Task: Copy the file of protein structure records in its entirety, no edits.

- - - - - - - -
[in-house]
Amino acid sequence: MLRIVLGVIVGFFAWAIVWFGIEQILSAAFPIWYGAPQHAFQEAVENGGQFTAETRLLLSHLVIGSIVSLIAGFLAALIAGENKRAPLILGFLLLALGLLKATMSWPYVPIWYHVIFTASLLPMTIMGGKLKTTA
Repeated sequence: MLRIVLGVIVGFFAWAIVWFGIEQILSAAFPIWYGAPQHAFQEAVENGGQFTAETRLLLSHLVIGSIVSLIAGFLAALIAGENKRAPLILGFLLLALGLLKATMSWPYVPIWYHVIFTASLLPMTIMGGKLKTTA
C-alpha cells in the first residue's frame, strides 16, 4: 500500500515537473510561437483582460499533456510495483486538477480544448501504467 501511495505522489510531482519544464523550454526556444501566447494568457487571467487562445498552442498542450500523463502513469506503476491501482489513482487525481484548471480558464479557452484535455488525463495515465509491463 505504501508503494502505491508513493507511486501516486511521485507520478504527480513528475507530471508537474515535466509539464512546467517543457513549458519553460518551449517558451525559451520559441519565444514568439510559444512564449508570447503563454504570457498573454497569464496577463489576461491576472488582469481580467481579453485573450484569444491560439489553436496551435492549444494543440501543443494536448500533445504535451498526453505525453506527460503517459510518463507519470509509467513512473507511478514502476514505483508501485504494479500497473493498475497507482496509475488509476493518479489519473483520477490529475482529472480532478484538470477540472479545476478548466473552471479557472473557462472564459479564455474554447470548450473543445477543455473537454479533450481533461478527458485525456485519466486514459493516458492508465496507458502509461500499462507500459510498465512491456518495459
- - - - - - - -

[in-house]
Amino acid sequence: MLRIVLGVIVGFFAWAIVWFGIEQILSAAFPIWYGAPQHAFQEAVENGGQFTAETRLLLSHLVIGSIVSLIAGFLAALIAGENKRAPLILGFLLLALGLLKATMSWPYVPIWYHVIFTASLLPMTIMGGKLKTTA
Repeated sequence: MLRIVLGVIVGFFAWAIVWFGIEQILSAAFPIWYGAPQHAFQEAVENGGQFTAETRLLLSHLVIGSIVSLIAGFLAALIAGENKRAPLILGFLLLALGLLKATMSWPYVPIWYHVIFTASLLPMTIMGGKLKTTA
C-alpha cells in the first residue's frame, strides 16, 4: 500500500515537473510561437483582460499533456510495483486538477480544448501504467 501511495505522489510531482519544464523550454526556444501566447494568457487571467487562445498552442498542450500523463502513469506503476491501482489513482487525481484548471480558464479557452484535455488525463495515465509491463 505504501508503494502505491508513493507511486501516486511521485507520478504527480513528475507530471508537474515535466509539464512546467517543457513549458519553460518551449517558451525559451520559441519565444514568439510559444512564449508570447503563454504570457498573454497569464496577463489576461491576472488582469481580467481579453485573450484569444491560439489553436496551435492549444494543440501543443494536448500533445504535451498526453505525453506527460503517459510518463507519470509509467513512473507511478514502476514505483508501485504494479500497473493498475497507482496509475488509476493518479489519473483520477490529475482529472480532478484538470477540472479545476478548466473552471479557472473557462472564459479564455474554447470548450473543445477543455473537454479533450481533461478527458485525456485519466486514459493516458492508465496507458502509461500499462507500459510498465512491456518495459